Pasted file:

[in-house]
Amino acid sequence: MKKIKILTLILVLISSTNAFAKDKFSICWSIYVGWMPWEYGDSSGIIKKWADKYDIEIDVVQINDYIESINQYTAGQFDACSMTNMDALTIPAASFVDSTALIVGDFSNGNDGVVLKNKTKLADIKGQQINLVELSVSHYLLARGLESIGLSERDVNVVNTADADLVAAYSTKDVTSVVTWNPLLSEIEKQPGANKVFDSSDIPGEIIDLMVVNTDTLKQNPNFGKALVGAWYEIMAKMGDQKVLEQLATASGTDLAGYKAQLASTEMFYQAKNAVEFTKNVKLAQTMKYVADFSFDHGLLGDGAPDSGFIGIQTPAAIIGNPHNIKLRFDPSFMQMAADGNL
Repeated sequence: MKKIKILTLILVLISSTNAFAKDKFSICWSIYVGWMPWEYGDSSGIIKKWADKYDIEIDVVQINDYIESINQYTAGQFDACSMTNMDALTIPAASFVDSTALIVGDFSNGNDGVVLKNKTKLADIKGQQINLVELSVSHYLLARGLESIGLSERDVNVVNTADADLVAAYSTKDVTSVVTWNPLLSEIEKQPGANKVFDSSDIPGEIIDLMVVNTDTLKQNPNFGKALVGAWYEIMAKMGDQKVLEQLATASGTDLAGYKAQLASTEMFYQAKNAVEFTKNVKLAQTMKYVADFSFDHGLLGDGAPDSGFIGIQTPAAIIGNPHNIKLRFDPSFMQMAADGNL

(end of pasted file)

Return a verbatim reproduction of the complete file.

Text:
[in-house]
Amino acid sequence: MKKIKILTLILVLISSTNAFAKDKFSICWSIYVGWMPWEYGDSSGIIKKWADKYDIEIDVVQINDYIESINQYTAGQFDACSMTNMDALTIPAASFVDSTALIVGDFSNGNDGVVLKNKTKLADIKGQQINLVELSVSHYLLARGLESIGLSERDVNVVNTADADLVAAYSTKDVTSVVTWNPLLSEIEKQPGANKVFDSSDIPGEIIDLMVVNTDTLKQNPNFGKALVGAWYEIMAKMGDQKVLEQLATASGTDLAGYKAQLASTEMFYQAKNAVEFTKNVKLAQTMKYVADFSFDHGLLGDGAPDSGFIGIQTPAAIIGNPHNIKLRFDPSFMQMAADGNL
Repeated sequence: MKKIKILTLILVLISSTNAFAKDKFSICWSIYVGWMPWEYGDSSGIIKKWADKYDIEIDVVQINDYIESINQYTAGQFDACSMTNMDALTIPAASFVDSTALIVGDFSNGNDGVVLKNKTKLADIKGQQINLVELSVSHYLLARGLESIGLSERDVNVVNTADADLVAAYSTKDVTSVVTWNPLLSEIEKQPGANKVFDSSDIPGEIIDLMVVNTDTLKQNPNFGKALVGAWYEIMAKMGDQKVLEQLATASGTDLAGYKAQLASTEMFYQAKNAVEFTKNVKLAQTMKYVADFSFDHGLLGDGAPDSGFIGIQTPAAIIGNPHNIKLRFDPSFMQMAADGNL